To be precise, we did EOF zoneadm -R <root> mark as part of the Shared Zone State project. That interface was of very little use already and then only in some rare maintenance situations.
Also let us be clear that all 11.3 systems use and will continue to use the local zone state index /etc/zones/index. We have no plans to update 11.3 to use the shared zone state database.
With the introduction of the shared zone state, you can run into situations that before were either just not possible or could have been only created via some unsupported behavior.
When deleting a zone, the zone record is removed from the shared index database and the zone configuration is deleted from the present BE. Mounting all other non-active BEs and removing the configuration files from there would be quite time consuming so the files are left behind there.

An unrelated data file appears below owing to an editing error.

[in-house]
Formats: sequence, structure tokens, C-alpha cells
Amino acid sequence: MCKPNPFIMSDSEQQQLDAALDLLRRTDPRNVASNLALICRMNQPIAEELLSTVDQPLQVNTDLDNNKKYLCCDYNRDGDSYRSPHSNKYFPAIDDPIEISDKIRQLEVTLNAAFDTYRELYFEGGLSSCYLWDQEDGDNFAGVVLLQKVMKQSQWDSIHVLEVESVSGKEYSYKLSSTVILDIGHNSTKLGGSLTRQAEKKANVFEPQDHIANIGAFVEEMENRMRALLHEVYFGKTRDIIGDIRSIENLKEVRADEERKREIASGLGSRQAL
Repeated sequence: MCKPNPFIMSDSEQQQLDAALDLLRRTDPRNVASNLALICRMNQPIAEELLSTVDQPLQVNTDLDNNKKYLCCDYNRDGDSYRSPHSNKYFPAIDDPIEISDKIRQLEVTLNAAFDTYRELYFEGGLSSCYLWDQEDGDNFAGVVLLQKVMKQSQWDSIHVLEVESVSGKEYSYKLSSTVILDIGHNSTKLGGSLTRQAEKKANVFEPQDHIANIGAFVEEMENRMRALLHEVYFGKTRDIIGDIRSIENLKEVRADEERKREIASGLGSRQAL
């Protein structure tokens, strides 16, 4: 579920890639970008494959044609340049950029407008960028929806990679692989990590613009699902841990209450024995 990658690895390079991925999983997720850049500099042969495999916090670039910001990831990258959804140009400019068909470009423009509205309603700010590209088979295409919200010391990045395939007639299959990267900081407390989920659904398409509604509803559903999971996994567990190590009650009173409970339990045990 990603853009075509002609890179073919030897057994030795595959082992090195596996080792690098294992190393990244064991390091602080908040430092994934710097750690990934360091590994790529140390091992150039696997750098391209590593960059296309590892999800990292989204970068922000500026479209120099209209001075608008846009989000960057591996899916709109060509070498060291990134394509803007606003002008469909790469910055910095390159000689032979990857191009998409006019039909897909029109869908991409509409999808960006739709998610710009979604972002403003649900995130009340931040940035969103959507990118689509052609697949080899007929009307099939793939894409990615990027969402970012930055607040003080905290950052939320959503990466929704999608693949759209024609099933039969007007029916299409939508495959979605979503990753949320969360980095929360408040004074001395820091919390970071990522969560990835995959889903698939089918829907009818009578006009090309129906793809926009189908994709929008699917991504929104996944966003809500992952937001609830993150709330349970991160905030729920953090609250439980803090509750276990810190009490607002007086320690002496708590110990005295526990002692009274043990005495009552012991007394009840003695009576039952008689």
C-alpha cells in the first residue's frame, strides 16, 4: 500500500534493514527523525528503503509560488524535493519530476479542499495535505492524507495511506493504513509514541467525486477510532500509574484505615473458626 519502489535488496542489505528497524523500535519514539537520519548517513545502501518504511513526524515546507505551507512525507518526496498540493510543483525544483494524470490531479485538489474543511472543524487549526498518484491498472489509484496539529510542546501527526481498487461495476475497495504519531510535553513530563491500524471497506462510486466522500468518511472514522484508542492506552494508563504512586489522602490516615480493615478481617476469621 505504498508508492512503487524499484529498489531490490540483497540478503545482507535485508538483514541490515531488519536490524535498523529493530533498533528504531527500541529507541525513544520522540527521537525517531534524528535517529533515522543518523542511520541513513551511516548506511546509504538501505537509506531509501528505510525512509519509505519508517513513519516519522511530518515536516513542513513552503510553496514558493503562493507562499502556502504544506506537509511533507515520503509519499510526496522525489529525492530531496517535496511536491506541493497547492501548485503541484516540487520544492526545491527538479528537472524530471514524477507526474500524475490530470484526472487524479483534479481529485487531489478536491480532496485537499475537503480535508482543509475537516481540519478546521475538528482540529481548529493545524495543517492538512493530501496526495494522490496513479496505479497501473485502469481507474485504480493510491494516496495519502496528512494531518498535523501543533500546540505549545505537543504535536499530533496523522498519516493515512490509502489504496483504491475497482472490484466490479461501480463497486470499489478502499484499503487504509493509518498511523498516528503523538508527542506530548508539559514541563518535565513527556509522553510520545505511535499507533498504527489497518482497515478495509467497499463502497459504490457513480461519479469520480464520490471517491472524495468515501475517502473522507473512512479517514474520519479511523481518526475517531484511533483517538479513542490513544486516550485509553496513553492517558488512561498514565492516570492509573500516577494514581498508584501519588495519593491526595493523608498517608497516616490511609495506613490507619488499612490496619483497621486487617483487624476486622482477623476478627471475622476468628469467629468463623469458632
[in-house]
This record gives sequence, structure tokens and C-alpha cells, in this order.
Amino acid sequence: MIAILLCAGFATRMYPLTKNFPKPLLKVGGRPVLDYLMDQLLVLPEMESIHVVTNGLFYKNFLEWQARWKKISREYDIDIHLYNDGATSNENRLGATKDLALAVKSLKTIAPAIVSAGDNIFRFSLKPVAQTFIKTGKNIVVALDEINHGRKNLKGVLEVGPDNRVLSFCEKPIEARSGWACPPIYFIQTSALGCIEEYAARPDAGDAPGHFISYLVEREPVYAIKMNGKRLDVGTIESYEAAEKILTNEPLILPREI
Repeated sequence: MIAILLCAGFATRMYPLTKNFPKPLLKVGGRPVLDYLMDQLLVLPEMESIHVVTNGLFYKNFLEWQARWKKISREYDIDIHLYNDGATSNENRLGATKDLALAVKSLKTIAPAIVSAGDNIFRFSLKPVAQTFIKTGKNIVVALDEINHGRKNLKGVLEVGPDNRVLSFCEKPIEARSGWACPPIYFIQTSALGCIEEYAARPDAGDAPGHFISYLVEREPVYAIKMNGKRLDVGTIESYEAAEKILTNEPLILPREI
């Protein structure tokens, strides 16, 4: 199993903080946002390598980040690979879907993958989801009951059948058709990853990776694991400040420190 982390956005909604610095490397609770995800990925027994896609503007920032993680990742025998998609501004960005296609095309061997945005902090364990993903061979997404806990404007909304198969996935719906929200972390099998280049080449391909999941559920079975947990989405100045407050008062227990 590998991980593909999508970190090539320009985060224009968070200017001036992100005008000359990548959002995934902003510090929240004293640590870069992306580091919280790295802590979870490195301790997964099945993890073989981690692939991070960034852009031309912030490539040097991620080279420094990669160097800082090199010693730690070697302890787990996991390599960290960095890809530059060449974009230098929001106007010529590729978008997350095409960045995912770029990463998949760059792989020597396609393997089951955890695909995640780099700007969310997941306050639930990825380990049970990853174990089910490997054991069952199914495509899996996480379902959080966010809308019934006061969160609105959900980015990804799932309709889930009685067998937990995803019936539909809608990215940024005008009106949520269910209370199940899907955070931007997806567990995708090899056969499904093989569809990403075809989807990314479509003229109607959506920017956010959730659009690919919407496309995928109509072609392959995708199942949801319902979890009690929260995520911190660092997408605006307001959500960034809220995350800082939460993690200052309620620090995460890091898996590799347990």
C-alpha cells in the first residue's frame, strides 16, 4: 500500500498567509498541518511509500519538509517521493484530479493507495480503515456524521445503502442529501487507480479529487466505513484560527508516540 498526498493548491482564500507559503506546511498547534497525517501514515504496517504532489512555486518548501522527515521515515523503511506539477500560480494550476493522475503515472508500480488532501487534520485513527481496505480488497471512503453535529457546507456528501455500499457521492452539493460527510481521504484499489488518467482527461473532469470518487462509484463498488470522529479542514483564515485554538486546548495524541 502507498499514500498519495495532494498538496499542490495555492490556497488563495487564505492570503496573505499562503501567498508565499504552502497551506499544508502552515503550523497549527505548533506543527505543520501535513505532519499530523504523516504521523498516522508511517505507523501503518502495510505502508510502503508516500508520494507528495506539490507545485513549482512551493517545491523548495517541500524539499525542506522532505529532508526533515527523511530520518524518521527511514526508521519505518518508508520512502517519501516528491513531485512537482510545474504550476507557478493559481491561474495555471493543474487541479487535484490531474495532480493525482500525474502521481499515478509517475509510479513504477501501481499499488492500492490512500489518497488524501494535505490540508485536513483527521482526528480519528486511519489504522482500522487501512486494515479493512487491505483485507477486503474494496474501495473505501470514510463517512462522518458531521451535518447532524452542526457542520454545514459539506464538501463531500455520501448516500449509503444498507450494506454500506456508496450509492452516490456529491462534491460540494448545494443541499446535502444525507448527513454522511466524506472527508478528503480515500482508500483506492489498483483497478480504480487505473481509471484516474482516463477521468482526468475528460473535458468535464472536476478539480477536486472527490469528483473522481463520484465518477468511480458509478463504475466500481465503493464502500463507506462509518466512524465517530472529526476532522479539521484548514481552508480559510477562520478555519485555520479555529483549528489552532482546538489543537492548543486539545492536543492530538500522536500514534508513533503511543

That means if one later boots into one of those previously non-active BEs and tries to create the zone there (which does not exist as we removed it from the shared database before), zonecfg may hit an already existing configuration file. We extended the zonecfg interface in a way that you have a choice to overwrite the configuration or reuse it:
root# zonecfg -z zone1 create Zone zone1 does not exist but its configuration file does. To reuse it, use -r; create anyway to overwrite it (y/[n])? n root# zonecfg -z zone1 create -r Zone zone1 does not exist but its configuration file does; do you want to reuse it (y/[n])? y